Fiddlehead - Between The Richness (Cover Artwork)


Between The Richness (2021)

Run For Cover

The question of what scene a band belongs to is an age old one. It can be impacted by sound, geography, aesthetic, production, shared members, press coverage and plenty more besides. Fiddlehead are a particularly interesting band when it comes to this topic. They’re on a label most famed (arguably) for their alt rock/emo output, they feature members of Have Heart (Patrick Flynn, vocals) and Basement (Alex Henery, guitar) and some of their most recent shows (early ’20) were with bands including Gorilla Biscuits, Terror and Mortiferum. They released debut album Springtime and Blind in 2018 after some casual sessions generated music that the combined members felt warranted being released. And that was kind of supposed to be it.

2021 does keep bringing surprises and this album could, in its existence alone, be one of the more positive of those. What is possibly less surprising, is the sound and content. But that’s not necessarily a bad thing. Fiddlehead trade in something that a lot of people enjoy but has never been siloed in a single scene. It’s kind of alt rock, it can be very emo, there are huge swathes of post-hardcore, it has a slacker vibe running through it, but maybe more than any of that there is a general punk spirit that makes the whole thing feel incredibly energising. That’s not to say the whole record is energetic, however. “Loverman” has a languorous, woozy feeling to it for example, but still boasts a grand, bellowed zenith that subsequently breaks down into a solo and then outro that feels beautifully constructed yet oddly ad-hoc in style. “Joyboy” has a similarly soft-focus, languid feel to it but at just over 2 minutes, it doesn’t make the record lose its tempo.

Rewinding for a minute, the album opens with an introduction track of sorts in “Grief Motif”. A spoken word sample plays over what sounds like gentle woodwind, before the guitars and Flynn’s vocals kick in and you’re reminded you’re in very safe hands. But it’s second track “The Years” where the band start moving through the gears. If you’re a fan of Samiam, Superheaven, Title Fight or any of those bands, then you’re going to like this. The guitar work of Alex Henery and Alex Dow is so immediately evocative of a style that is simply not so prevalent anymore that it feels exciting but comfortable at the same time. When “Eternal You” kicks in, you can picture the show in your mind as clear as day. The rapid-fire, melodic, almost swinging nature of the riffing is like a quadruple espresso delivered directly to the feet. My feet are shuffling awkwardly and rapidly under my desk as I write this. The second half of “Life Notice” similarly gets me moving every time I hear it. These passages are dotted throughout the album and for me, they never miss. Because they’re not the default setting of the band, then they really work when they arrive.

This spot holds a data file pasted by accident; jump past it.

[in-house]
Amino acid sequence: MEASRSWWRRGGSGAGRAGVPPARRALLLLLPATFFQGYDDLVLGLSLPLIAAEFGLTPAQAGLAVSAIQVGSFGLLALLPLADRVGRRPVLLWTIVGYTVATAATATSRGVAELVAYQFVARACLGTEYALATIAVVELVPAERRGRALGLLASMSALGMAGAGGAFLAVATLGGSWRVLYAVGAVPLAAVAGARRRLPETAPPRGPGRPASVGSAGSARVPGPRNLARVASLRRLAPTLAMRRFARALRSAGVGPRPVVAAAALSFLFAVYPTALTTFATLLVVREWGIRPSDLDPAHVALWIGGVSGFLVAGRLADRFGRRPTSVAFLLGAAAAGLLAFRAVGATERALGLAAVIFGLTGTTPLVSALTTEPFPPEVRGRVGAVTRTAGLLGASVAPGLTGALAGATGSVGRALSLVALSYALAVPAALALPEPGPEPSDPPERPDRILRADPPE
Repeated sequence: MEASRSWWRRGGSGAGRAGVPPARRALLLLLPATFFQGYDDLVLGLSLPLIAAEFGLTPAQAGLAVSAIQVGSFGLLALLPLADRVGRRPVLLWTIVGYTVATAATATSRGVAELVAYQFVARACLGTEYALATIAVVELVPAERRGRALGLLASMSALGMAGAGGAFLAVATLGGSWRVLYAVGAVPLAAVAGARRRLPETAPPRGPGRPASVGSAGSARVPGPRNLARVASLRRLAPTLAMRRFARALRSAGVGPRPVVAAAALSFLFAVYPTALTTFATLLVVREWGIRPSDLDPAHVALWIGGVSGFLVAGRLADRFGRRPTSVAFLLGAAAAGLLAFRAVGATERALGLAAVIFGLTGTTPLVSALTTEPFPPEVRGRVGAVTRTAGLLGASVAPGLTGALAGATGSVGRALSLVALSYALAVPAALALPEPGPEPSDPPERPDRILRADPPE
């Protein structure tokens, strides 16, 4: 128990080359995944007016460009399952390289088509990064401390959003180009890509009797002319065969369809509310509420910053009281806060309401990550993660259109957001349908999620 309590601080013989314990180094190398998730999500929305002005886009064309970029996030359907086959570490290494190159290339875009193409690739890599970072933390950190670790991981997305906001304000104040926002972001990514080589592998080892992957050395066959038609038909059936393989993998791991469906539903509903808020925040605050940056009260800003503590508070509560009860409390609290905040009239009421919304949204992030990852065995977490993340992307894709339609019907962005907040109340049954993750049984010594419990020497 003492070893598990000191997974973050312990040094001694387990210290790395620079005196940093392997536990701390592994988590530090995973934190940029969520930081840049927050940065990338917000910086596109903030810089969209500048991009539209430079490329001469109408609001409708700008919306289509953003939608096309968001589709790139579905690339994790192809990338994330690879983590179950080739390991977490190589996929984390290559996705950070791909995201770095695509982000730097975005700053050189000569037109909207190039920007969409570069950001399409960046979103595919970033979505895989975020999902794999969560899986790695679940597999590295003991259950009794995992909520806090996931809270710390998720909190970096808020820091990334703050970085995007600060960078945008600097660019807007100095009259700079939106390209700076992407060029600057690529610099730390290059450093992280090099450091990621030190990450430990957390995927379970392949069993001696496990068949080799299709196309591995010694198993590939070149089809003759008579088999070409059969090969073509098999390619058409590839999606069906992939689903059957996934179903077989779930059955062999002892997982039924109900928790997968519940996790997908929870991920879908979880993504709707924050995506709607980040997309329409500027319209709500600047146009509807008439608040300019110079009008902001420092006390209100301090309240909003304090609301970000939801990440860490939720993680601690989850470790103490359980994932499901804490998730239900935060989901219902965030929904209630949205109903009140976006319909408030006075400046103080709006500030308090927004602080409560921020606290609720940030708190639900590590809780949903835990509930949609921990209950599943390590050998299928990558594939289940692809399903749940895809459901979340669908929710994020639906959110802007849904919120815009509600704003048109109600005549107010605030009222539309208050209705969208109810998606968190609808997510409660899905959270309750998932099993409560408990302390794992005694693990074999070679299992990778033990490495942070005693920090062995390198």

Flynn was inspired to write these songs by some major life events. Primarily his marriage, recent fatherhood and the 10-year anniversary of his own father’s passing. “Eternal You” incorporates a spoken word passage that specifically references some of this and the themes are present throughout. What’s nice though, is that there is an ease to which the songs seem to have come into existence, both musically and vocally. This combined with the reflective but ultimately positive lyrical content makes this 25-minute, 10-track record ideal for what will hopefully be the final summer of major pandemic upheaval. You can look back, you can remember the hard times, but you can also find reasons to be happy.